Premium Flex Long Life and Super Premium Flex Extra Long Life - The search is over for the best bird netting we could find at an affordable price and quality we like. We are carrying 3 grades, the Long Life & Extra Long Life netting. Specs as follows: High Density Polyethylene (HDPE) knitted yarn that is green in color with yellow stripes. Rip-Stop construction prevents tears from spreading. Special UV stabilization. Soft yarn nets are gentle on the crops. Easy to apply. Stretches in length and width. At Seven Springs Farm we are putting this product to the test by leaving it up all year round, so far so good. In the spring of 2010 we built an arbor over our blueberries to hold the netting. We have 22 plants that are about 21 years old. Ever since then we have harvested over 10 gallons worth of blueberries per year. In the past we would have gotten about 2 to 3 gallons, even with the use of bird flash tape. We are sold on this product!!
Note - The manufacturer's claim on this product life is as follows; Long Life (LL) 3- 4 seasons or longer. Extra Long Life (ELL) 7 - 10 seasons. *Note on Seasons - This refers to a 6 - 8 week season that the netting is used.
Please note that we have had our ELL netting up since the spring of 2010. It stays up all year in full sun and has gone through a rough winter as well. Currently the net looks as good as the day we put it up with no degrading or wear.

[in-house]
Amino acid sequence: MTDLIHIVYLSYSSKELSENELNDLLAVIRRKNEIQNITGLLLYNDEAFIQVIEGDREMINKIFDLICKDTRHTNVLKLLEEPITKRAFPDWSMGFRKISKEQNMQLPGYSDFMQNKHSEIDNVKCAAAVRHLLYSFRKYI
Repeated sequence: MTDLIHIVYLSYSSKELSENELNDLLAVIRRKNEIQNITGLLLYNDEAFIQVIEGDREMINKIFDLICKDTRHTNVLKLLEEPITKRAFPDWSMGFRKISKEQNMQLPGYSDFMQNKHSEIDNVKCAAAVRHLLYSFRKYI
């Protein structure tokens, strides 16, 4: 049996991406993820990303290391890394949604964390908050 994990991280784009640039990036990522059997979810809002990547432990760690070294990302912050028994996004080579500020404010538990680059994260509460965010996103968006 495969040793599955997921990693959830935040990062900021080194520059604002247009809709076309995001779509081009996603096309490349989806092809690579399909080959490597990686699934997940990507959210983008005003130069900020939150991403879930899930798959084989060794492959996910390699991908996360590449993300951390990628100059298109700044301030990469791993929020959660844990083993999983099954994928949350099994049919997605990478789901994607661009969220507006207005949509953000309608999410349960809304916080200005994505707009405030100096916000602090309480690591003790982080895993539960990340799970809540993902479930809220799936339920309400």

- Material = Knitted, rip-stop, high density polyethylene
- Mesh size = .75in x .75in
- Mesh pattern = Diamond
- Dimensions = Flexible length and width
- Color = Green
- Centering stripe = White
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I debated for 3 days over the Avigard diamond mesh flex vs. Avigard Easy Fit Square Mesh (from another website) or the same cheap BirdX / Ross Netting from local hardware stores. I finally asked my husband his opinion and he thought that the flexible netting would be easier to fit over grapes, blueberries or fruit trees. When my package arrived and I looked at the netting I was very skeptical. We laid it out next to the grapes, intending to drape in over them, pull it down and fasten it under them. But I had a better idea since we had purchased the 100' length. We draped one side of the grapes from about the middle on top and let in fall to the ground. We continue around to the other side, closing the gap on top by overlapping and letting all the extra fall to the ground. The mess is very lightweight and easy to maneuver. I thought that it would tangle but that was not the case. The only problem came when it came in contact with an old dry twisted tendril but breaking it off solved the issue. Branches did not tear the mesh - in fact, we used them to help hold the mesh in place by poking a small piece through. That and a few strategically placed clothes pins finished the job. We will have to think about how we are going to fold up such long netting, but for now I'm glad we purchased what appears to be a very good product. The proof will be when the grapes become more ripe and the birds try to rob the vines.